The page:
Sir Alex Ferguson let his feelings known on referee boss Keith Hackett following United’s exit from the Cup on Saturday. Portsmouth committed 16 fouls in the game with only two yellow cards being awarded. The most notable events were fouls on Cristiano Ronaldo, where the referee, Martin Atkinson, enforced no punishment on the fouling players.

Just seconds in to the game, Ronaldo was shoulder charged by Diarra, who made no attempt to go for the ball, but the referee opted just to award a freekick and give the offending player a talking to. This set the tone for the match, with Ferguson believing the referee was indicating to the Pompey players that they could get away with fouling with no consequence. It took six fouls from the former Chelsea and Arsenal player before the referee put the players name in the book.

A few minutes later, as Ronaldo sprinted in to the six yard box, Distin was now the player to charge in to our winger, again, making no attempt to win the ball. Referee Atkinson waved away the blatant penalty.

Following the game, Ferguson publicly gave Hackett a piece of his mind. “Keith Hackett has got a lot to answer for because he is not doing his job properly,” he said. “He has to be assessed. I am assessed as a manager, the players are assessed and the referees should be assessed. That kind of performance (by the referee) should not be accepted. The standards are not good enough, but they are much better in Europe. It’s so ridiculous that it was not given as a penalty. I can’t explain it, but managers can get sacked as a result of things like that.”

This rant has been dismissed by some as comments made in the heat of the moment, stemming from sour grapes of the loss. However, this is not the first time this season Hackett has been on the receiving end from Fergie.

Back in November, the gaffer was frustrated at Hackett’s failure to fulfil his promise of dealing with two footed tackles appropriately. “At the summer conference, Keith Hackett was on about tackling from behind,” he said. “He made a promise to the managers that tackles with raised feet off the ground would be a red card and that tackles from the back would be a red card. Standards must be slipping because there have been some bad tackles recently, not just in our games but in quite a few others. And what happens then is that if someone gets seriously injured? Who gets the blame? The referee gets the blame.”

The Daily Mirror has today reported that Ferguson made a personal call to Hackett after the game, to continue his rant. In a game where Portsmouth offered little to nothing going forward, their goal coming from United pouring players forward to get the winning goal, after wrongly being denied the opportunity to 1-0 up after seven minutes, they are now through to the semis of the FA Cup at the expense of United. Whilst at least this now stops the tripe being printed about a repeat of the Treble winning season, it certainly shows an injustice against United.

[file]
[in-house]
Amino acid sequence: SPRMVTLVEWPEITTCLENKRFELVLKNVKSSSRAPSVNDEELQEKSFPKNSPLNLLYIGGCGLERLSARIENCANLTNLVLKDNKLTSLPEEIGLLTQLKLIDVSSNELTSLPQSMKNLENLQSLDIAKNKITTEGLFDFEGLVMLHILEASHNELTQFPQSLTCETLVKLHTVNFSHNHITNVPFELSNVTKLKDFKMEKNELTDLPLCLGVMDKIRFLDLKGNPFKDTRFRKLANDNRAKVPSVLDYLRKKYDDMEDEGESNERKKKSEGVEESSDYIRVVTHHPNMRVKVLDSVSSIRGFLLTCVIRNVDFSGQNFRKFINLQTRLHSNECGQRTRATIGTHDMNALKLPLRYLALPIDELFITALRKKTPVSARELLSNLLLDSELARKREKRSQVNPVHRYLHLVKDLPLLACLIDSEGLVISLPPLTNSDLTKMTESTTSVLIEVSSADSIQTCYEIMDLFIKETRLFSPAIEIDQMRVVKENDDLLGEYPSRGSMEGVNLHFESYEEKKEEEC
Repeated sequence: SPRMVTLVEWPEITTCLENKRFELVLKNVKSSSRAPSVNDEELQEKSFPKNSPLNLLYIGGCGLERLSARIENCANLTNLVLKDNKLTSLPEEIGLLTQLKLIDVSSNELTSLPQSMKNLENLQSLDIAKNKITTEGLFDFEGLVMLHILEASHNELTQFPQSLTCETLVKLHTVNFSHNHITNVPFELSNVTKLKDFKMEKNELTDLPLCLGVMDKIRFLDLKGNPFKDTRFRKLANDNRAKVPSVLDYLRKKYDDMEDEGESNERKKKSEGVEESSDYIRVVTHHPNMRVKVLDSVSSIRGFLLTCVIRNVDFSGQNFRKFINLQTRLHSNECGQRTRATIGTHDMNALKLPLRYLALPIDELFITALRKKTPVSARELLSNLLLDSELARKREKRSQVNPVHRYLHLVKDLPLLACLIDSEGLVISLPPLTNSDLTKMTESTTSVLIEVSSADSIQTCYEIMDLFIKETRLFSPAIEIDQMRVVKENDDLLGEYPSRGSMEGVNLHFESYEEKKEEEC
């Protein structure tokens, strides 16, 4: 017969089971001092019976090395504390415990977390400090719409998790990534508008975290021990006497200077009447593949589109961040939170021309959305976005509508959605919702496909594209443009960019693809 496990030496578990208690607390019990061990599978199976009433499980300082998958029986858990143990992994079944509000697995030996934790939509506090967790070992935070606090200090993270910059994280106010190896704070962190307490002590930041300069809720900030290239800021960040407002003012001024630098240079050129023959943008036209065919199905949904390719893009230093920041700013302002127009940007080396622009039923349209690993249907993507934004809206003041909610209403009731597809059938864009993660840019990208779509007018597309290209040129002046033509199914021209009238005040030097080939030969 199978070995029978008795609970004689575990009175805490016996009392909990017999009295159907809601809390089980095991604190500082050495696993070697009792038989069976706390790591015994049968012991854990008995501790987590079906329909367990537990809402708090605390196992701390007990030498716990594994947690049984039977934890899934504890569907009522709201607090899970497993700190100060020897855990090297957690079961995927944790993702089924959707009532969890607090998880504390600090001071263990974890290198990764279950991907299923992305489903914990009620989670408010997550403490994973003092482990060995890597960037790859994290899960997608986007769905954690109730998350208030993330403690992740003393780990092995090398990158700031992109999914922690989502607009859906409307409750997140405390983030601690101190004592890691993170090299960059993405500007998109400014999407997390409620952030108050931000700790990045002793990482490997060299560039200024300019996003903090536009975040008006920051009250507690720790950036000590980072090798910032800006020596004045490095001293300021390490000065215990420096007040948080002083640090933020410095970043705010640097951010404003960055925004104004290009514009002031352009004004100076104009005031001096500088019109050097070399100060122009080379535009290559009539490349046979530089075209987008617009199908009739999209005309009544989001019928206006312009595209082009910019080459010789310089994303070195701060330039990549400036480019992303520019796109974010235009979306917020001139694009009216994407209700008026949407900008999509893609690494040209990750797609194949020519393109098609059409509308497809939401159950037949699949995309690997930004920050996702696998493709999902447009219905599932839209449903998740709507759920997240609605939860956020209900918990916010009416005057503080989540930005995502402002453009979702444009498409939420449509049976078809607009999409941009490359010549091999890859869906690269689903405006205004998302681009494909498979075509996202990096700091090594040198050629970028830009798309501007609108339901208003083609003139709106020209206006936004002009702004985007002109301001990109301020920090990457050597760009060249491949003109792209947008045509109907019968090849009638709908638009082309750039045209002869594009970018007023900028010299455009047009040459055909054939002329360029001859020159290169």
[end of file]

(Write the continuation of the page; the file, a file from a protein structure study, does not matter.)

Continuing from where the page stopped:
Reports suggest Hackett’s response to the phone call was that he was not in charge of appointing referees for FA Cup matches, with that role being handed to the FA, but this does not excuse him for allowing such poor standards of refereeing in our game generally. There have been an incredible amount of poor decisions this season in the Premier League, with far too many players escaping punishment for fouls, far too many penalty decisions being ignored, far too many rightful goals being disallowed, and it is costing teams vital points and places in the Cup. Despite claims United always get their own way at Old Trafford, an incredible six stonewall penalties have been turned away this season, in games against Chelsea, Fulham, Middlesbrough, Newcastle and Portsmouth at home.

If an employee isn’t doing their job properly, then it is the boss’ job to correct this. Hackett, as Ferguson claims, is not doing his job.

The FA are now reviewing Fergie’s comments, meaning he will undoubtedly face some sort of punishment. By claiming the referee was too lenient on Portsmouth, he is doubting the integrity and professionalism of the ref, therefore meaning his punishment could be rather severe. Having a pop at the refereeing top dog is certainly not going to go down too well the FA either. However, with poor judgement from referees costing teams on varying scales week in week out, surely it’s time someone was allowed to question the slipping standards of officiating in our game.

Was Ferguson wrong to slate Hackett so publicly?